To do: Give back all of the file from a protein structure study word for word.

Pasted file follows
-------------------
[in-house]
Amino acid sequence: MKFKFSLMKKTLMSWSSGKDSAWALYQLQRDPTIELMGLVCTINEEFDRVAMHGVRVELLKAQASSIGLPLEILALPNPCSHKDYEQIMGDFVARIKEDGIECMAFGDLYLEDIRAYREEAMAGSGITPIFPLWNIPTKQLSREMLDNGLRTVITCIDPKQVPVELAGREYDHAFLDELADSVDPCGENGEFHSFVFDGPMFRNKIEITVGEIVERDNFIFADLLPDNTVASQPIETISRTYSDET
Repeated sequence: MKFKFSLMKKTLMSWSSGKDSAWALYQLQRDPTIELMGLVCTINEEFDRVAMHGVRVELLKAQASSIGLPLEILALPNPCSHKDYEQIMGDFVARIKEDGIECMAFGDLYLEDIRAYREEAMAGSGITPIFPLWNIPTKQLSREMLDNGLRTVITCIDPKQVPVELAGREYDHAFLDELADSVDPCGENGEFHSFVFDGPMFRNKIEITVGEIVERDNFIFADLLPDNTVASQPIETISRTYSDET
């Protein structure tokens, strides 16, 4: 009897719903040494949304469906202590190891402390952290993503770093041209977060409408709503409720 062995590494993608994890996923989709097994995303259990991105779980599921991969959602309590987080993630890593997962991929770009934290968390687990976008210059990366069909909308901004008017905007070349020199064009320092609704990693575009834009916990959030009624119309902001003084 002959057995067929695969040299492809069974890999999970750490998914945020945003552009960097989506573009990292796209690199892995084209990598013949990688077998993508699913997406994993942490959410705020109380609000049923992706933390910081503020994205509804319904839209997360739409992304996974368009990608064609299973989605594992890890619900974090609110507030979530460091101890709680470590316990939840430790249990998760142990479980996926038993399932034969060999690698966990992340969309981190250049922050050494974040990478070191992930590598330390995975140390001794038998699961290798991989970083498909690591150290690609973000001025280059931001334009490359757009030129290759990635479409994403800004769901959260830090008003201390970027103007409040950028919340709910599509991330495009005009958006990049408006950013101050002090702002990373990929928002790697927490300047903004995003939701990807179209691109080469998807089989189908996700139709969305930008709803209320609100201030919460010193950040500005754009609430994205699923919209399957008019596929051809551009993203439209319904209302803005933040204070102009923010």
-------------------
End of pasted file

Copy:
[in-house]
Amino acid sequence: MKFKFSLMKKTLMSWSSGKDSAWALYQLQRDPTIELMGLVCTINEEFDRVAMHGVRVELLKAQASSIGLPLEILALPNPCSHKDYEQIMGDFVARIKEDGIECMAFGDLYLEDIRAYREEAMAGSGITPIFPLWNIPTKQLSREMLDNGLRTVITCIDPKQVPVELAGREYDHAFLDELADSVDPCGENGEFHSFVFDGPMFRNKIEITVGEIVERDNFIFADLLPDNTVASQPIETISRTYSDET
Repeated sequence: MKFKFSLMKKTLMSWSSGKDSAWALYQLQRDPTIELMGLVCTINEEFDRVAMHGVRVELLKAQASSIGLPLEILALPNPCSHKDYEQIMGDFVARIKEDGIECMAFGDLYLEDIRAYREEAMAGSGITPIFPLWNIPTKQLSREMLDNGLRTVITCIDPKQVPVELAGREYDHAFLDELADSVDPCGENGEFHSFVFDGPMFRNKIEITVGEIVERDNFIFADLLPDNTVASQPIETISRTYSDET
């Protein structure tokens, strides 16, 4: 009897719903040494949304469906202590190891402390952290993503770093041209977060409408709503409720 062995590494993608994890996923989709097994995303259990991105779980599921991969959602309590987080993630890593997962991929770009934290968390687990976008210059990366069909909308901004008017905007070349020199064009320092609704990693575009834009916990959030009624119309902001003084 002959057995067929695969040299492809069974890999999970750490998914945020945003552009960097989506573009990292796209690199892995084209990598013949990688077998993508699913997406994993942490959410705020109380609000049923992706933390910081503020994205509804319904839209997360739409992304996974368009990608064609299973989605594992890890619900974090609110507030979530460091101890709680470590316990939840430790249990998760142990479980996926038993399932034969060999690698966990992340969309981190250049922050050494974040990478070191992930590598330390995975140390001794038998699961290798991989970083498909690591150290690609973000001025280059931001334009490359757009030129290759990635479409994403800004769901959260830090008003201390970027103007409040950028919340709910599509991330495009005009958006990049408006950013101050002090702002990373990929928002790697927490300047903004995003939701990807179209691109080469998807089989189908996700139709969305930008709803209320609100201030919460010193950040500005754009609430994205699923919209399957008019596929051809551009993203439209319904209302803005933040204070102009923010």